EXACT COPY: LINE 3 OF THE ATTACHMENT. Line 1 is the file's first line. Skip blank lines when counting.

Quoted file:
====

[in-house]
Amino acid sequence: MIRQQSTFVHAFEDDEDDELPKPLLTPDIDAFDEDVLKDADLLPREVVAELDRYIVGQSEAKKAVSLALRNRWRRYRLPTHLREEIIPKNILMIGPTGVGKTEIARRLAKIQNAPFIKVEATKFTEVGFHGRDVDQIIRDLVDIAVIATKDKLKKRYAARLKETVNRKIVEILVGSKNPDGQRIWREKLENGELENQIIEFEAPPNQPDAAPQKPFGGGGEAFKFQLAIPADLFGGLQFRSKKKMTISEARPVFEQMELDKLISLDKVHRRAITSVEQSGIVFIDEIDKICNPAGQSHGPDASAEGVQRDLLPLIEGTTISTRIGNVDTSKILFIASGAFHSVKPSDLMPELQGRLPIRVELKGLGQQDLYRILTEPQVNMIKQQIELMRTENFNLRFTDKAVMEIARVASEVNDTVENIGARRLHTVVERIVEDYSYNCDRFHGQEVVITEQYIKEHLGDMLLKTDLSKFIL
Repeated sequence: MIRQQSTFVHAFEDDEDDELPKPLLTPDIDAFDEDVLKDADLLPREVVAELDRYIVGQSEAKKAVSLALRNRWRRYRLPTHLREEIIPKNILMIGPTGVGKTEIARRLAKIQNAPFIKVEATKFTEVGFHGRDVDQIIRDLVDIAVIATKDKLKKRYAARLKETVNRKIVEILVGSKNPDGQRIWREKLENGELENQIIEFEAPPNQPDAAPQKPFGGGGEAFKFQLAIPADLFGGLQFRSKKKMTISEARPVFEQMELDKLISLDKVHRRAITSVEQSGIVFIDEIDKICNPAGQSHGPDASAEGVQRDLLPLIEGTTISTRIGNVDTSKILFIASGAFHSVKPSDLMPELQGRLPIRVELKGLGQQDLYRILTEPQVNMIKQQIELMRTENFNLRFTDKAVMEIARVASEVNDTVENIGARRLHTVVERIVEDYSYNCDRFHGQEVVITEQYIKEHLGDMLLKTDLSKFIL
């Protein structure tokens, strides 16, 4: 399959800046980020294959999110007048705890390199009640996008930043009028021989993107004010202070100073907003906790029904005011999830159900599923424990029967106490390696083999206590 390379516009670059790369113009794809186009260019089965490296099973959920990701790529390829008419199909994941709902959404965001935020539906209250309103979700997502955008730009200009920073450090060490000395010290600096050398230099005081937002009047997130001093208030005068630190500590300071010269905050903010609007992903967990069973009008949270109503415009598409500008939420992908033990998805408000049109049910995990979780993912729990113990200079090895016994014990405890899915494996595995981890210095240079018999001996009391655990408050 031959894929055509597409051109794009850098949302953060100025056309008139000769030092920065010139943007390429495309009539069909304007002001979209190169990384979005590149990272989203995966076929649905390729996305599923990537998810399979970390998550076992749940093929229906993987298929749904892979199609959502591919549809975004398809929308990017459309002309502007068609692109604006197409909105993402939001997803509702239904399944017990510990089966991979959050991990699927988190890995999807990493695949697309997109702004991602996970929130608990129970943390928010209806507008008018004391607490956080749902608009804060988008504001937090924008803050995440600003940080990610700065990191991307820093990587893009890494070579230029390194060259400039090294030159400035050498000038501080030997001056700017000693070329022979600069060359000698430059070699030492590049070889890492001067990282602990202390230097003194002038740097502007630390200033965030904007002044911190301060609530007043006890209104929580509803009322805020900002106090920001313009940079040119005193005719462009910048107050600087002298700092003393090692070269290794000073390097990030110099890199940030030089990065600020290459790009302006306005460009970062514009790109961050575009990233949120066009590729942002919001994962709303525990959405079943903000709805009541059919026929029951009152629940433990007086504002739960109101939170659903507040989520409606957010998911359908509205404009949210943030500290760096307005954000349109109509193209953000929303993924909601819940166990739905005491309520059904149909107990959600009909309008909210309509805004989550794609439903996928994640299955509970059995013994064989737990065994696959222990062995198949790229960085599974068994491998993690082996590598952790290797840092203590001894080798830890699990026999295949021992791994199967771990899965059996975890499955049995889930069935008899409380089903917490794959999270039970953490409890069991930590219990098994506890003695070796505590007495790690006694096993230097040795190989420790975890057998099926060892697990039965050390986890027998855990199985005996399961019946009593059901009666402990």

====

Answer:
Repeated sequence: MIRQQSTFVHAFEDDEDDELPKPLLTPDIDAFDEDVLKDADLLPREVVAELDRYIVGQSEAKKAVSLALRNRWRRYRLPTHLREEIIPKNILMIGPTGVGKTEIARRLAKIQNAPFIKVEATKFTEVGFHGRDVDQIIRDLVDIAVIATKDKLKKRYAARLKETVNRKIVEILVGSKNPDGQRIWREKLENGELENQIIEFEAPPNQPDAAPQKPFGGGGEAFKFQLAIPADLFGGLQFRSKKKMTISEARPVFEQMELDKLISLDKVHRRAITSVEQSGIVFIDEIDKICNPAGQSHGPDASAEGVQRDLLPLIEGTTISTRIGNVDTSKILFIASGAFHSVKPSDLMPELQGRLPIRVELKGLGQQDLYRILTEPQVNMIKQQIELMRTENFNLRFTDKAVMEIARVASEVNDTVENIGARRLHTVVERIVEDYSYNCDRFHGQEVVITEQYIKEHLGDMLLKTDLSKFIL